Pancreatic Cancer Tied to Insulin Woes
Insulin Problems May Make Pancreatic Cancer More Likely
Dec. 13, 2005 -- A new study links insulin problems to greater odds of developing pancreatic cancer.
Insulin is a hormone. It's made by the pancreas and it's necessary for the body to be able to use blood sugar (glucose) for fuel.
Insulin resistance occurs when there are elevated levels of glucose despite the presence of insulin. The body becomes resistant to the insulin available and strives to make more in order to counter the elevated glucose levels. Insulin resistance can lead to type 2 diabetes.
The news about insulin and pancreatic cancer appears in The Journal of the American Medical Association. The National Cancer Institute's Rachael Stolzenberg-Solomon, PhD, and colleagues worked on the report.
Pancreatic cancer is the No. 4 cause of U.S. cancer deaths, states the American Cancer Society's web site.
Male Smokers Studied
Data came from a study of male smokers in Finland that looked for the future incidence of cancers.
More than 29,000 men took part in the study, which started in 1985.
Stolzenberg-Solomon's team focused on 169 men who developed pancreatic cancer. For comparison, they also included 400 randomly chosen men from the study who didn't develop pancreatic cancer. The men were followed until December 2001.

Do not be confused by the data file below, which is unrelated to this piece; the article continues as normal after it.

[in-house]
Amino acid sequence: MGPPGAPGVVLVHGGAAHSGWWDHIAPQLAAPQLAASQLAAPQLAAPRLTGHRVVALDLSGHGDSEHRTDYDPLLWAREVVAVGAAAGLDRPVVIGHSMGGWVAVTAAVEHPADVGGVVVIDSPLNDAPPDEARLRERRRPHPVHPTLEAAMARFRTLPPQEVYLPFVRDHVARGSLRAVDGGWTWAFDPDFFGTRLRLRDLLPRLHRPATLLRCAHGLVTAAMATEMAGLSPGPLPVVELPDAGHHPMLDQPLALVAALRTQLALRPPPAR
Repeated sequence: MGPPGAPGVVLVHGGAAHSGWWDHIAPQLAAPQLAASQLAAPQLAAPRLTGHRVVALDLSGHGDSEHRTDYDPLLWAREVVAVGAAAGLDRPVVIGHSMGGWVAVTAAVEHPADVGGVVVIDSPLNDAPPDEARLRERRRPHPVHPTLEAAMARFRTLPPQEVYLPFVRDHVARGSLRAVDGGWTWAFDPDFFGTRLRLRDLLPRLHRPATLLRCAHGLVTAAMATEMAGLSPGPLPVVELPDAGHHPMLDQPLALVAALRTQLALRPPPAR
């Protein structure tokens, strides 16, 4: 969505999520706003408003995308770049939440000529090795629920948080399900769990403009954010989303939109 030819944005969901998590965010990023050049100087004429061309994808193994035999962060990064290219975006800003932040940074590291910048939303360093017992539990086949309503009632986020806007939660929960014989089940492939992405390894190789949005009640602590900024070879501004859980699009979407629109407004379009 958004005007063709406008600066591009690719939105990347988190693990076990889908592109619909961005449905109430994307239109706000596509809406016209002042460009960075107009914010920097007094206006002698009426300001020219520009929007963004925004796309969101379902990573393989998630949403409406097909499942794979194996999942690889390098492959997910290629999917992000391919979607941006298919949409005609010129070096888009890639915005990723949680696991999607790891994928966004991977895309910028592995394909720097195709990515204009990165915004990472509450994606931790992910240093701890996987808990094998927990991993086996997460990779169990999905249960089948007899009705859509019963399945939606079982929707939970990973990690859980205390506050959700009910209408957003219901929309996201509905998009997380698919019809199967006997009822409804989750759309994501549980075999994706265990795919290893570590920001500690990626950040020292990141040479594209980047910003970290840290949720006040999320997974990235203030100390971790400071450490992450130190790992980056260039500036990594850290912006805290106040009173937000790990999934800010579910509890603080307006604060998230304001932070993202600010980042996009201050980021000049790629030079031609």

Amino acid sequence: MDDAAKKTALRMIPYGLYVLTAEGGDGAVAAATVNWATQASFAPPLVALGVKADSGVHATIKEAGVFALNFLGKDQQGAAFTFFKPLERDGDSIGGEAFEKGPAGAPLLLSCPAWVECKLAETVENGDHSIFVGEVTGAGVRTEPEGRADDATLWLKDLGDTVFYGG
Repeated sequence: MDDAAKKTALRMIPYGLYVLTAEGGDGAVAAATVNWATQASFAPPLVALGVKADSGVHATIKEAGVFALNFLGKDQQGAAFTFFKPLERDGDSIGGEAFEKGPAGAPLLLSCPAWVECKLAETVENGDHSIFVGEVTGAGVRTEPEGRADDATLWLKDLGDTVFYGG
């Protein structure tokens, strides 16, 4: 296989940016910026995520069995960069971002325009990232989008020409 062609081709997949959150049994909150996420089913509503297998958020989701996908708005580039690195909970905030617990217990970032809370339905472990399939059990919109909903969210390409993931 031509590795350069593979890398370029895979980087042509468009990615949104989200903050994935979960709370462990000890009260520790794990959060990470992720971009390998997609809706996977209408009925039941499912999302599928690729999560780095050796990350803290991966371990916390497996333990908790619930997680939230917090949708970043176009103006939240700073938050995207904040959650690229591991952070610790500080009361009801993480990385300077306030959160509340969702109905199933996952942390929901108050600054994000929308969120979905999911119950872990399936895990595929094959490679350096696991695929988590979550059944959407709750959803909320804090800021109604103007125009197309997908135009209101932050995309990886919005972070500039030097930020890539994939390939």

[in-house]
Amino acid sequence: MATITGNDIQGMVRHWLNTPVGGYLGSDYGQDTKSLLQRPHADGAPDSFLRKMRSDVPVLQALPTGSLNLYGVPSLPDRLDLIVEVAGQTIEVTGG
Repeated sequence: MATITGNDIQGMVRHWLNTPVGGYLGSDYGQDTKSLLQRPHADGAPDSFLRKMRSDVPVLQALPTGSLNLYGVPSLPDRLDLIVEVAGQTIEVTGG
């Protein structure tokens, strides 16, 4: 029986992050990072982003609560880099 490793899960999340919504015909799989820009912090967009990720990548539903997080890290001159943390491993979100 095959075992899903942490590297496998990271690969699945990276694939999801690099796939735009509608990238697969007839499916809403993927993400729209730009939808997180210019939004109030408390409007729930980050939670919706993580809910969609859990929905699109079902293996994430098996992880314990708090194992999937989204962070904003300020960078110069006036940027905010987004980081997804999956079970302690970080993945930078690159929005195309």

The study hinged on blood samples given by the men at least five years before any of them were diagnosed with pancreatic cancer.
Some of the men's blood samples showed higher levels of blood glucose, insulin resistance, and high insulin levels. Those men were more likely to later develop pancreatic cancer than those without insulin problems.
The odds of getting pancreatic cancer were worse for men with type 2 diabetes and the highest insulin levels. They were twice as likely to develop pancreatic cancer as those with the lowest insulin levels, the study shows.
The men's age, smoking status, and BMI (body mass index) didn't change the results.
The study doesn't prove that insulin problems cause pancreatic cancer.
The researchers note that scientists disagree about which comes first: undetected pancreatic cancer or insulin problems.
The study only included male smokers. But the findings are consistent with other research that included women and nonsmokers, write Stolzenberg-Solomon and colleagues.
They add that while their results support the idea that insulin problems are connected to pancreatic cancer, confirmation is needed from other studies.